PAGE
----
BEIJING (Reuters) - Most of China’s wheat-growing areas in the north are suffering from drought with some seeing no rain for more than three months while the second most important wheat province of Shandong is facing its worst drought in a century.
Experts say that if the drought goes on over coming weeks, with no effective measures to combat it, the winter wheat crop, which accounts for more than 90 percent of the country’s wheat harvest, could be hurt significantly.
Guo Tiancai, deputy chief of the agriculture ministry’s wheat experts group, said the dry weather had not hurt the winter crop for now, as earlier irrigation was providing enough moisture.
“But as the temperature warms up in spring and wheat grows faster, any measures which are not in place during the period could cause big losses to the final yield ... immeasurable losses.”
He urged authorities and farmers to ensure crops are watered at the appropriate time, with spring coming next month, adding the coming four months would be crucial for wheat. His speech was posted on the ministry’s web site (www.moa.gov.cn).
In the Shandong cities of Linyi, Rizhao and Weifang, the dry spell has lowered reservoirs so dramatically that authorities are using fire trucks to deliver daily drinking water to residents, the China Daily reported.
Shandong’s provincial flood control and drought relief headquarters has warned that the number of people affected could rise to 300,000 if precipitation does not come soon, the newspaper added.
More than 240,000 people are facing drinking water shortages.
Over the weekend, Premier Wen Jiabao toured another drought-hit region, the central province of Henan and also the country’s top wheat area and pledged that the government would build more water-saving projects this year, the Communist Party mouthpiece the People’s Daily said.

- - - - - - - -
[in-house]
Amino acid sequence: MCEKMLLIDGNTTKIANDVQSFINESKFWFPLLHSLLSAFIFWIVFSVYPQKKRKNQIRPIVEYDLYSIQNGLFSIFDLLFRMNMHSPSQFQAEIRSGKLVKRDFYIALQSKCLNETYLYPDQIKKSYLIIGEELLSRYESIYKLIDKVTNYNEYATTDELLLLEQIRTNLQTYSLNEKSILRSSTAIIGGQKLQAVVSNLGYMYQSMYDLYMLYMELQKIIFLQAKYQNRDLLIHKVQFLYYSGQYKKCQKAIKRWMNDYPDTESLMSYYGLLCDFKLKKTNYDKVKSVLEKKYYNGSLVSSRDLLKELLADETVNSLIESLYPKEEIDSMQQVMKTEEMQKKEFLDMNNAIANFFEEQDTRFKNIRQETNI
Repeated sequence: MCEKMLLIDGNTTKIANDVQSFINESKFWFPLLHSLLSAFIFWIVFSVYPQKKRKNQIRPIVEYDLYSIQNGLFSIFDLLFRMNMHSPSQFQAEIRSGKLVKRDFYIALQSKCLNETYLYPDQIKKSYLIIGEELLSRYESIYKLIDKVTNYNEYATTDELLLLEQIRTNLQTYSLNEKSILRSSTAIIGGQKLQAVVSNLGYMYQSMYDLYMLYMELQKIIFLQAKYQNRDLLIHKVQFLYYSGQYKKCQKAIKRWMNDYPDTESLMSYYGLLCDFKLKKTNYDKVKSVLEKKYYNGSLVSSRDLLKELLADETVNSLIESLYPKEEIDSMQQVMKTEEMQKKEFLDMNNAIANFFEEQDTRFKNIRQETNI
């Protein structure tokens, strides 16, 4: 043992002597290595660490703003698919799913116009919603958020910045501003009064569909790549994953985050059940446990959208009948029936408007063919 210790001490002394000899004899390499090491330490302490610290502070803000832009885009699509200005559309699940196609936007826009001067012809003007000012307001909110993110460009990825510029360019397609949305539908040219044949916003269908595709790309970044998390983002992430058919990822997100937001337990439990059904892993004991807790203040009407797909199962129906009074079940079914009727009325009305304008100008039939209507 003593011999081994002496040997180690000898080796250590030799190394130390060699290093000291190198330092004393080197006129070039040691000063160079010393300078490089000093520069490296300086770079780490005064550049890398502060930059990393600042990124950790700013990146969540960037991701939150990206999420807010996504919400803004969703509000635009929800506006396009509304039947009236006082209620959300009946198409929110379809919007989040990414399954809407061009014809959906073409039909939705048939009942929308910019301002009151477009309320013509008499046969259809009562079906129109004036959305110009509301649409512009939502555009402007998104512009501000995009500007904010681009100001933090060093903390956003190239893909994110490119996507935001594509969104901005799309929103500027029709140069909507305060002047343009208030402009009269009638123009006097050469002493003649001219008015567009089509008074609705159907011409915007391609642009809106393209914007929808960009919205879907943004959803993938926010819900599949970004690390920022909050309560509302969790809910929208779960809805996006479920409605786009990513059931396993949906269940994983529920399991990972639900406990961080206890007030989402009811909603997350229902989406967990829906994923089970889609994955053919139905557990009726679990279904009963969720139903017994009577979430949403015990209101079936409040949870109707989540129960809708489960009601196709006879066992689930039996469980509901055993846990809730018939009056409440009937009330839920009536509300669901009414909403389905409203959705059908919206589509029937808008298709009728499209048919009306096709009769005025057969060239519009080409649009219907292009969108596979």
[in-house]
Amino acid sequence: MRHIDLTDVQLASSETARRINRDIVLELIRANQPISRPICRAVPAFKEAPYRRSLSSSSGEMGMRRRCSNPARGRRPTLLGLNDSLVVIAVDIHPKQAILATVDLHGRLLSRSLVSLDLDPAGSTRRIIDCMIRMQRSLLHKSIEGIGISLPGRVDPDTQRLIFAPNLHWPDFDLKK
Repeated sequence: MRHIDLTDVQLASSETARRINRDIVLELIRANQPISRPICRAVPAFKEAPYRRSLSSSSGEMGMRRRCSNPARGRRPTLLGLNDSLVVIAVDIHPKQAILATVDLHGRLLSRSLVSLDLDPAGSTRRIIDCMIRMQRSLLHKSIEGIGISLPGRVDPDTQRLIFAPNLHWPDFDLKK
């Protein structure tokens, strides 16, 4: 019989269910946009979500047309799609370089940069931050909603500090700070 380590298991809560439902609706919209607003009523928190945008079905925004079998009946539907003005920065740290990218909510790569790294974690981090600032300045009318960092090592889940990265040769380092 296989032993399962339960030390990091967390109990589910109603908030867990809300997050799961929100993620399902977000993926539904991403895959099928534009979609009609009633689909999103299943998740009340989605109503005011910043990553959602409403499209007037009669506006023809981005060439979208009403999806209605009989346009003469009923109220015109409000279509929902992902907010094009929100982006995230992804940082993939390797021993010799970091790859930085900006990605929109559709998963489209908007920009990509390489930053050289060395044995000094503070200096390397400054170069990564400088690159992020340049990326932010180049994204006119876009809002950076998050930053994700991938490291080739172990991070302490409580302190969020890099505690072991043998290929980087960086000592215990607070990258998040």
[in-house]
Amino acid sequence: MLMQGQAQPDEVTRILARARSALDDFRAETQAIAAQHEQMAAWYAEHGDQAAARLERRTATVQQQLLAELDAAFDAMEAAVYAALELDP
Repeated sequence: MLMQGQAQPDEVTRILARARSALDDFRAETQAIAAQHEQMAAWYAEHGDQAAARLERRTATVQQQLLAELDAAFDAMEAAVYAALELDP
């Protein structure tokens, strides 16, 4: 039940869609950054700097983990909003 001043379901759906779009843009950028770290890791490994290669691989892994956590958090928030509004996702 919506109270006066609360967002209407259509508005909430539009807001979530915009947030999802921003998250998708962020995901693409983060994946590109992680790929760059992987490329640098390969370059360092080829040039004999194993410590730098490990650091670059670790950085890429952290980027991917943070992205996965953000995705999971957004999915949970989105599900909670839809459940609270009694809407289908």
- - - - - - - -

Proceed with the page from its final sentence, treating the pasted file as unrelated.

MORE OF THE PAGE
Drought has affected winter wheat crops in 17 percent of China’s wheat-growing areas in the country’s northern bread basket, and dry weather is forecast to go on for some time, the government said last month.
Meanwhile, parts of southern China have been hit by freezing rain and heavy snow, affecting crops and causing traffic disruptions.
A cold snap with freezing rain and snow is likely to hit many parts of southwestern China in the middle of this week, the People’s Daily said, citing weather forecasters.
The extreme weather comes amid a government campaign to fight rising food costs — the main driver of Chinese inflation — which have picked up again in recent weeks.
The capital Beijing, still without snow this winter, looks likely to break a 60-year record for the latest date for its first snowfall, with little prospect of snow in the week ahead, the People’s Daily said. (Reporting by Sui-Lee Wee and Niu Shuping; Editing by Robert Birsel)